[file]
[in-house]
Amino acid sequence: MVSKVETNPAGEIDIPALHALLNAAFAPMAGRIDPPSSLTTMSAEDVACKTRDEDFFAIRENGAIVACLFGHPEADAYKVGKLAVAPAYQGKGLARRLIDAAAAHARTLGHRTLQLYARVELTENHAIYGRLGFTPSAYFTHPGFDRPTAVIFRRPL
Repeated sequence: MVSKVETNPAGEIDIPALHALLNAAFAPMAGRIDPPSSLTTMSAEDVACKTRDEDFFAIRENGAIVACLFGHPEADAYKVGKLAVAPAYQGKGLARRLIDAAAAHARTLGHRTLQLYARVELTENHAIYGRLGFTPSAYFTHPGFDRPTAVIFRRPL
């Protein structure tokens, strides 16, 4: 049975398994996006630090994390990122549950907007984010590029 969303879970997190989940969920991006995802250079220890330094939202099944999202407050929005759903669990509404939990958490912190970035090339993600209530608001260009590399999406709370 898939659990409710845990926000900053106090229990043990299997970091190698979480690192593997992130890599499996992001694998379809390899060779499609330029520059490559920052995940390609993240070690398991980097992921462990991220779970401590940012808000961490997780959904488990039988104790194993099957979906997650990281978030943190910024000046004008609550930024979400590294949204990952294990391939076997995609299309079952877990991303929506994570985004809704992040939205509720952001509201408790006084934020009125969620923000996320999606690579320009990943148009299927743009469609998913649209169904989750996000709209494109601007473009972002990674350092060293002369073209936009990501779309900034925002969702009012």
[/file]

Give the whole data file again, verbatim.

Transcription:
[in-house]
Amino acid sequence: MVSKVETNPAGEIDIPALHALLNAAFAPMAGRIDPPSSLTTMSAEDVACKTRDEDFFAIRENGAIVACLFGHPEADAYKVGKLAVAPAYQGKGLARRLIDAAAAHARTLGHRTLQLYARVELTENHAIYGRLGFTPSAYFTHPGFDRPTAVIFRRPL
Repeated sequence: MVSKVETNPAGEIDIPALHALLNAAFAPMAGRIDPPSSLTTMSAEDVACKTRDEDFFAIRENGAIVACLFGHPEADAYKVGKLAVAPAYQGKGLARRLIDAAAAHARTLGHRTLQLYARVELTENHAIYGRLGFTPSAYFTHPGFDRPTAVIFRRPL
């Protein structure tokens, strides 16, 4: 049975398994996006630090994390990122549950907007984010590029 969303879970997190989940969920991006995802250079220890330094939202099944999202407050929005759903669990509404939990958490912190970035090339993600209530608001260009590399999406709370 898939659990409710845990926000900053106090229990043990299997970091190698979480690192593997992130890599499996992001694998379809390899060779499609330029520059490559920052995940390609993240070690398991980097992921462990991220779970401590940012808000961490997780959904488990039988104790194993099957979906997650990281978030943190910024000046004008609550930024979400590294949204990952294990391939076997995609299309079952877990991303929506994570985004809704992040939205509720952001509201408790006084934020009125969620923000996320999606690579320009990943148009299927743009469609998913649209169904989750996000709209494109601007473009972002990674350092060293002369073209936009990501779309900034925002969702009012």